advantage to those who start them, and prosecute their enquiries concerning them, but often result in much painful misunderstanding and harm; but whether I or you are in the faith of Christ; whether we have received the adoption of sons, is a question of eternal importance to us. In the silence and seclusion of the closet, when the Christian and his God are the only parties present; then all the thoughts, words, and actions; all the motives, ends, feelings, and desires, as far as he can, or may be rendered capable of remembering, should be caused to pass under review before the mirror of truth. The ground of his hope tested by the word of God; assistance from an high should be prayerfully sought, in order that this duty of self-scrutinizing examination may be performed aright. There should and must be a willingness to know and feel the very worst of ourselves, notwithstanding the pain which it may occasion. And then, there must be fervent and believing prayer offered up to God, in the name of His Son, for deep contrition of soul for having so shamefully violated His laws, even while we professed to be His: and crave, through Christ, pardon of sin, and renewal of nature, and grace to help us in time to come. Our public duties and responses will then be full of meaning, force, and significance, and we shall rejoicingly walk in the light of God's countenance, and go in and out of the sacred edifice with hearts burning with the love of the Crucified. The service of the Church will not be barren, neither will her scriptural forms be irksome.
This duty, which is of paramount importance, is too often thought of the last. The time, however, is fast approaching when the windows of the house will be closed, and the pitcher broken at the fountain or cistern; when the whole of the vital organs will cease their several and combined motions; and ourselves pass into the world of spirits. Our eternal destiny, we shall then find, was shaped while on earth Then, let us act the wise part, lay up in store a "good foundation for the time to come."*
* One commentator observes on "Examine yourselves," &c "Try yourselves, bore yourselves throughout, pierce your heart, try yourselves by what I have written, and see whether ye retain the true faith of Christ,"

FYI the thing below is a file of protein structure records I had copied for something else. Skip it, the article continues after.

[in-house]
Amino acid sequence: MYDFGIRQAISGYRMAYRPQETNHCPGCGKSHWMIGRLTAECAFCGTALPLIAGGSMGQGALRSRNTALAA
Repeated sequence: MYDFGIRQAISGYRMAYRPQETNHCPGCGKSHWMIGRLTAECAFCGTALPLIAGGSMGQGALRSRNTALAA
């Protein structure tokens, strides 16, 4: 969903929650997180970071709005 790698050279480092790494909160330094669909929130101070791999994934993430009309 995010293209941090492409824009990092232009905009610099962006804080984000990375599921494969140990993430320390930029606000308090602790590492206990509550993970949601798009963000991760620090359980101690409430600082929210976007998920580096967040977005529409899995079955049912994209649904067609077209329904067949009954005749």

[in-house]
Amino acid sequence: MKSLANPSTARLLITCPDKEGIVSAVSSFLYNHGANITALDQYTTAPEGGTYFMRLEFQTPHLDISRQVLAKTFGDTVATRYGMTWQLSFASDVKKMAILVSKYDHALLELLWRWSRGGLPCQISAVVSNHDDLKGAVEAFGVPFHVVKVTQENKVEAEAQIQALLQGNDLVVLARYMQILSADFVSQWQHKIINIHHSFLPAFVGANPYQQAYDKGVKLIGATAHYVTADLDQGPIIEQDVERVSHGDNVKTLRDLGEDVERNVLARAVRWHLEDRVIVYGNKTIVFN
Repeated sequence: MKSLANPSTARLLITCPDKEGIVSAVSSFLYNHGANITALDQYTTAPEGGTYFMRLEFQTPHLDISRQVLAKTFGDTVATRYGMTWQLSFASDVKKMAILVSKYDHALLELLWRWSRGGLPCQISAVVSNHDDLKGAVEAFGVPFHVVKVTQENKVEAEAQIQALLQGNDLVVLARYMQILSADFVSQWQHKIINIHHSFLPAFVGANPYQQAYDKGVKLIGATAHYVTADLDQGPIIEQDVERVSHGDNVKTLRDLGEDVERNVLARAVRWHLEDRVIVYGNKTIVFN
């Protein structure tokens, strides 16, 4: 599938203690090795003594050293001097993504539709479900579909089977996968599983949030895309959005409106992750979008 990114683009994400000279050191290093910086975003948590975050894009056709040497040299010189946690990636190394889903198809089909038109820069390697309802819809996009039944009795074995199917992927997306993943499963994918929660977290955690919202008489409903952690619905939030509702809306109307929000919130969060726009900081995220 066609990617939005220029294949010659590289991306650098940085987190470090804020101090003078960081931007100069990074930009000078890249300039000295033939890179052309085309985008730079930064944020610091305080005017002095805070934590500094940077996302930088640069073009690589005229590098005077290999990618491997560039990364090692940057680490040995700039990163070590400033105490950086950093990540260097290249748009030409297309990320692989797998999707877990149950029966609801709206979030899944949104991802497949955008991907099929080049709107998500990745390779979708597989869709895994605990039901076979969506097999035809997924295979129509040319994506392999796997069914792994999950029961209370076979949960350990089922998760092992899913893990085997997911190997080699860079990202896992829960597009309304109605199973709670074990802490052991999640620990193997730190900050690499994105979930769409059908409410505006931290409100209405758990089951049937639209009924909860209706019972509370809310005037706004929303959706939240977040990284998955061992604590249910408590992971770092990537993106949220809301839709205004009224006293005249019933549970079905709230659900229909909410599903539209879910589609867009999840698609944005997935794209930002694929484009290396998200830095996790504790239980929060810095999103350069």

"Put yourselves to the test, as he would try gold or silver suspected of adulteration. No more take that for Gospel which is not so, than you would take adulterated money for sterling coin."
St. Paul's Disinterested Benevolence.
Pure disinterested benevolence is based upon the love of God shed abroad in the heart by the Holy Ghost; and is at once the fruitful source of all those beneficent expressions of disinterested kindness and benevolence which areso ennobling, attractive, and diffusive in their nature and design. The pattern which the great Apostle of the Gentiles set before him, and whose example he studiously and prayerfully imitated was JESUS; GOD manifested in the flesh, the KING eternal, immortal, invisible. Christ lived and reigned in him; he had the undisputed sway of all his powers; and he (the Apostle) lived in, by, and to Chrlst. He lived in the unclouded light of Him who was, and is the Life, the Truth, and the Way to God. The germinating, and moving principles of his life and conduct were, therefore, of the highest and purest order. He thus, while living on earth, had his real life in heaven: his life was hid with Christ in God; he was surrounded by, and breathed the invigorating atmosphere of heaven. No wonder then, that he should partake largely of the spirit of his divine Master.
We become mentally, morally, and in our physical bearing, to a great extent, assimilated to the teaching, bearing and influence of those whom we most admire and love; not necessarily, or of compulsion, but by at